Heat illness is a silent hazard. Heat illness victims may not realize they’re in trouble until the symptoms are advanced. If left unattended, heat illness could lead to heat stroke, a condition that is life-threatening. Employers should be familiar with Cal/OSHA’s heat illness prevention regulation to prevent possible heat-related illness or death. The main points of the regulation include provision of water, access to shade, written procedures, and training.
Drink water – For an eight hour work shift, employers are required to make available two gallons of water per employee. Not all of the water needs to be available at once, but the water supply should allow at least one quart per employee at all times. Workers should consume about three to four cups of water every hour (about one cup every 20 minutes) starting at the beginning of the work shift and throughout the day. Alcohol, coffee, tea, and caffeinated soft drinks, which cause dehydration, should be avoided.
Access to shade – Employers are required to provide workers with a shaded rest area that has good air movement. The area can include buildings, canopies, lean-tos, or even shade trees. A car or other vehicle interiors can be used if shaded, air conditioned, or kept cool in some other way. However, the rest area must not be hazardous (e.g. not underneath tractors or in confined spaces). Employers must allow workers to take periodic rest breaks (when they request it) in these designated shade areas. A rest break in the shade for at least five minutes can reduce potential heat illness.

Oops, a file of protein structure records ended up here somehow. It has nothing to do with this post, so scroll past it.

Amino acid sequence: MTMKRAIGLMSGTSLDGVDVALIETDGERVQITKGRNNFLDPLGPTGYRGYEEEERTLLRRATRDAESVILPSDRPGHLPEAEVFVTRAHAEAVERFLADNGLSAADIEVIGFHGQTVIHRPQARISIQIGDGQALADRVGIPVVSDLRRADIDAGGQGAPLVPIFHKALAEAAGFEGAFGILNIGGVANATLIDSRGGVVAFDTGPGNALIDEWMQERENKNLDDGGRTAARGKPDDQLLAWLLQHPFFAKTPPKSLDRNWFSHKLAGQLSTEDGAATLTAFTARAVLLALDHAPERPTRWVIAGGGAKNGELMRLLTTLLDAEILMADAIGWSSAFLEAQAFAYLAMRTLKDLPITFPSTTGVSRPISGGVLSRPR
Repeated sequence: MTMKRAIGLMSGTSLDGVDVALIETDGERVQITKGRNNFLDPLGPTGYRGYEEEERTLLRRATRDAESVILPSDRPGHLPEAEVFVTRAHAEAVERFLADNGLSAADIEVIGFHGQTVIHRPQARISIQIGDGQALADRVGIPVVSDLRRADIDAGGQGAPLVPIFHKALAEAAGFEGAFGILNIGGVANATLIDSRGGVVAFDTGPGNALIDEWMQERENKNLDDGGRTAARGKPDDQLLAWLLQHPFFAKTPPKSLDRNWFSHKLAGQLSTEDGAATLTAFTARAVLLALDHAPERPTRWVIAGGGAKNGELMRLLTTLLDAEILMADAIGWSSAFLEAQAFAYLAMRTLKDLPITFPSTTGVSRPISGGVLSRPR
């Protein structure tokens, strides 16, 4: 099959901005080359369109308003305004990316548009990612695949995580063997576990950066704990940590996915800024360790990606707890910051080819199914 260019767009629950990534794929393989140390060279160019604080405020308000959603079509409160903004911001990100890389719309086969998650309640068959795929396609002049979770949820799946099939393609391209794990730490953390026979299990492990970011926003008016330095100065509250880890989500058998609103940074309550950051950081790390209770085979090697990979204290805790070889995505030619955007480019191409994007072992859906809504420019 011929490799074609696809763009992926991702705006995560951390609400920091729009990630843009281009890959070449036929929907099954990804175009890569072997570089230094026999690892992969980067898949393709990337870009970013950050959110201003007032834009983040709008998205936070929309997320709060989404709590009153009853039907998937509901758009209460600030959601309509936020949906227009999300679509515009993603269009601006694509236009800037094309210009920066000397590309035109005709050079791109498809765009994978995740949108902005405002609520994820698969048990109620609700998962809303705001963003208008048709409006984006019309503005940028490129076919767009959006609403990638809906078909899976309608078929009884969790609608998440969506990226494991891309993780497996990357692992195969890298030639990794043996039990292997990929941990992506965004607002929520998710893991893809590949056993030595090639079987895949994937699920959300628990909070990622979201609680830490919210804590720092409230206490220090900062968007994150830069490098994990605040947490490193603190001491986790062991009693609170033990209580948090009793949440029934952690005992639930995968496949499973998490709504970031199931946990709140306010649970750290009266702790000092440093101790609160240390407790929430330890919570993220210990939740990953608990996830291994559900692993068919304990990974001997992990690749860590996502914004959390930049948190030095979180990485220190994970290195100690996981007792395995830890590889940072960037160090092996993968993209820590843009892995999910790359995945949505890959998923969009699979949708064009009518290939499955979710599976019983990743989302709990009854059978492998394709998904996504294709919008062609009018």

Written Procedures – The employer’s procedures shall be in writing and shall be made available to employees and Cal/OSHA upon request. The procedures should include complying with requirements of the standard, responding to symptoms of possible heat illness, and contacting emergency services to ensure transportation and precise directions for emergency responders. The written procedures should also ensure that all employees are trained prior to working outdoors and that working hours should be modified to cooler hours of the day whenever possible. When modified hours are not possible, more water and rest breaks will be provided. Supervisors should continuously evaluate environmental factors at the work site (temperature, humidity, radiant heat, and air velocity) to determine if there’s a risk for heat illnesses.
Training—Workers should be trained in heat illness risk factors, how to recognize the early warning signs of heat illness in themselves and in fellow workers, and in first aid measures. The level of heat illness can be affected by a worker’s age, weight, fitness, medical condition, and acclimatization to the heat. Training should include how to prevent heat illnesses, the importance of drinking water, how to slowly build up heat tolerance, and what emergency medical services to call to prevent a delay in life-saving services. When workers cannot communicate directly with emergency services, the employer must identify someone who can.
Most heat-related health problems can be prevented, or the risk of developing them reduced, if a few basic precautions are taken. Encourage workers to:
- Eat wisely. Hot, heavy meals add heat to the body and divert blood to the digestive system, so eat lightly.
- Dress appropriately. Wear lightweight, light-colored, loose fitting clothing, plus a hat. When required, construction workers should wear hard hats to protect against falling objects and shield against the sun’s rays.
- Use, and reapply, sunscreen.
- Keep out of the sun whenever possible.
Work in hot environments will be safer and more productive if every worker on-site is trained to recognize the signs and symptoms of heat illness and knows how to prevent, control, and respond to its effects.
Beat the Heat!
For questions regarding heat illness prevention guidelines
and/or assistance with creating a Heat Illness Prevention Program as required
by Cal/OSHA, please contact our office at 916-266-4370 or email@example.com.
Source: © State Compensation Insurance Fund Safety Sheet